New Traditions Unwelcome

Collaboration: what used to be an event welcomed with cheers and sighs of relief is now hardly tolerated with confusion and annoyance.

For the past several years, collaboration has been held during the first Wednesday of each month, resulting in a one hour delay for students.

Besides, students don’t really like the new changes. The hour that students used to spend sleeping in, finishing up homework assignments or going out for breakfast has now deteriorated to a measly half hour at the end of the day. Buses arrive earlier, at 1:30 p.m. (leaving at 1:40 p.m) and students can get home a bit earlier as well.

“Because I am a walker, the new collaboration schedule gives me some benefits. I can get home earlier than usual,” junior Tho Tran said. “However, sleep is more important, especially before class, than early dismissal.”

The majority of students looked to collaboration for the hour of extra sleep, a much-needed commodity for sleep-deprived students.

“I prefer last year’s collaboration schedule because it allowed students to get more sleep before they come to class,” Tran said. “Plus, students are more alert at 8:20 a.m. than they are at 7:20 a.m.”

It seems that students are receiving the short end of the proverbial stick when it comes to collaboration. It seems that we’re losing a valuable opportunity for sleep and a valuable tradition that everyone enjoys.

As you walk through the hallway to class, quickly picking up the pace to reach your next class on time, you hear the all-too-familiar strains of “I like to move it” echo throughout the hallway. There’s one minute left until you’re late to class and the cheesy lyrics let you know.

The idea was introduced by Principal Vincent Randazzo following research done in schools that used a warning song instead of a warning bell.

“It seemed to reduce the tardy rates in those schools,” Randazzo said. “We thought we’d give it a try, so we adopted it for this year.”

In which case, shortening the amount of time for the warning bell would make remedy the situation, changing it to a one minute warning bell instead of the traditional two minute warning bell.

According to a recent poll on, 59 percent of students prefer the two minute warning bell. In the past, AHS used the two minute warning bell to let students when they had to be in class. The warning bell was a two tone bell with a milder sound than the standard late bell, which is a much better alternative than the one minute warning song.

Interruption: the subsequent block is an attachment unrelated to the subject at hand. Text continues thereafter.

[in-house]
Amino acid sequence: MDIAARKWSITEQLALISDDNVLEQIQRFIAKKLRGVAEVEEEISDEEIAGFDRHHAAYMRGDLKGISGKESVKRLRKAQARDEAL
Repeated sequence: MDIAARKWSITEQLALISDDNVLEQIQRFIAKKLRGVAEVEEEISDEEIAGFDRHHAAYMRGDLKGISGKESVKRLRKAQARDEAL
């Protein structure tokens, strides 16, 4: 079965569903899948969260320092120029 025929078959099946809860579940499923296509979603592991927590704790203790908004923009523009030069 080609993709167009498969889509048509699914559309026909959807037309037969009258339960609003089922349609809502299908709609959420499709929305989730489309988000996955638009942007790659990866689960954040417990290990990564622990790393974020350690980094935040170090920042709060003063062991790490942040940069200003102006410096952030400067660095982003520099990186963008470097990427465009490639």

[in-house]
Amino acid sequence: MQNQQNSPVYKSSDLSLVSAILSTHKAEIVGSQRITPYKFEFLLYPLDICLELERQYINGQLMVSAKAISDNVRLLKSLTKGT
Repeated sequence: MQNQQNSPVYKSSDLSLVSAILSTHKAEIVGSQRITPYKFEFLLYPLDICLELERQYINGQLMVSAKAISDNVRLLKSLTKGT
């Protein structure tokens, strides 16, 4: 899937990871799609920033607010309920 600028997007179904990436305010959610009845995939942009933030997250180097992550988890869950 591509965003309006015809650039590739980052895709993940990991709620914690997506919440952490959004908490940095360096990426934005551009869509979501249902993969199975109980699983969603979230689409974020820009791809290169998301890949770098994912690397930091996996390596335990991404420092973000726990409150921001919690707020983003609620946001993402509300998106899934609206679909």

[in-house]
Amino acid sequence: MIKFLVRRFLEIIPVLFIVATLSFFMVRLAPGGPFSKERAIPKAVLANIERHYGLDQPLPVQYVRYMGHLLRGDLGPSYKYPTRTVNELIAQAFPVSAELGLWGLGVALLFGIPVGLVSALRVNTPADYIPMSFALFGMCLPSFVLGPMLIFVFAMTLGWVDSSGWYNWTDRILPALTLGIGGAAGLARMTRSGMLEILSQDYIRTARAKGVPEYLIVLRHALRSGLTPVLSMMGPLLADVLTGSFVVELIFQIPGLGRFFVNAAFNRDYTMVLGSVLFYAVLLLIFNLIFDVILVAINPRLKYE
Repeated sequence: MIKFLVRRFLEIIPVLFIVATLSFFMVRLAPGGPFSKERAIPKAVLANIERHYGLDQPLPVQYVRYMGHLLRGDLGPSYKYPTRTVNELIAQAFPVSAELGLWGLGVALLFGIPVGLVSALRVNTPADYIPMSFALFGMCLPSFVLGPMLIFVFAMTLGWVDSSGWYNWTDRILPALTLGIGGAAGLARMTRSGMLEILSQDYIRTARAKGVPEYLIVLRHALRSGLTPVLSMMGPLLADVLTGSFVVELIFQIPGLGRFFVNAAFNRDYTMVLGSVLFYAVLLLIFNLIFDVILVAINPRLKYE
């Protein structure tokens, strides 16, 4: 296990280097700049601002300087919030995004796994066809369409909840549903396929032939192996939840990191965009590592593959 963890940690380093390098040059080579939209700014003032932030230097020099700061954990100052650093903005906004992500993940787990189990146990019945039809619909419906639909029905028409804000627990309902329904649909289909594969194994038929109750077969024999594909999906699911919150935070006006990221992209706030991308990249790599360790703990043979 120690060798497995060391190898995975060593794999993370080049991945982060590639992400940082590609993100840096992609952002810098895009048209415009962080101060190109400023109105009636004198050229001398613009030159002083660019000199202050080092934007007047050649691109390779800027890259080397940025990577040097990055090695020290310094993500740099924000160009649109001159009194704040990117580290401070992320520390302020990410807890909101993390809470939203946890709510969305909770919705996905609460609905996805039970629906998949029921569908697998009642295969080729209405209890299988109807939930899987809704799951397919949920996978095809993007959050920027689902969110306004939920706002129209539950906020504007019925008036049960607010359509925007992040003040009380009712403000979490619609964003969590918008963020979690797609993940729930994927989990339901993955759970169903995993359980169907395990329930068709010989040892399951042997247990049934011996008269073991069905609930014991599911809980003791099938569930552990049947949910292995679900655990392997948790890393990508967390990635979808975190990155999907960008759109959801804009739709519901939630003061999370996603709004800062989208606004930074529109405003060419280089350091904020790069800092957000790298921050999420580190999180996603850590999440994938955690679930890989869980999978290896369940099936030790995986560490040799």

The song becomes very repetitive throughout the day, let alone from week to week. Not to mention its lack of modernity. Luckily, Randazzo has plans for the song to be changed once every quarter by the senior class.

“I’m hoping that we’re able to use the senior class to choose the song for the second quarter. The senior class will pick it out, and it will be approved by the administrative team. The song will then be changed once a quarter.”

However, the current song choice by the administration isn’t completely school appropriate. With lyrics such as “I love how all the girls a move their body”, the song “I like to move it” has the ability to upset students.

“A lot of the schools we talked to used the song ‘Move it, Move it’ because you’ve got to move it, move it [to class],” Randazzo said.

It certainly wasn’t the intention of the administration to offend, as the song was thought of as a fun way to remind students to hustle to class.

“I feel that some people might find it offensive especially the line ‘all girls like to move their body’ because it could be potentially sexist and is of a sexual nature so it’s not very appropriate for school,” senior Nora Mohammed said.

Either way, the strains of “I like to move it” are often accompanied by exasperated sighs. Bottom line; we’d rather not listen to a song -much less songs we don’t like- while walking to class.

This change, in addition to the collaboration schedule change, is one that has been critically received by the student body as it interrupts the daily scheduling of students.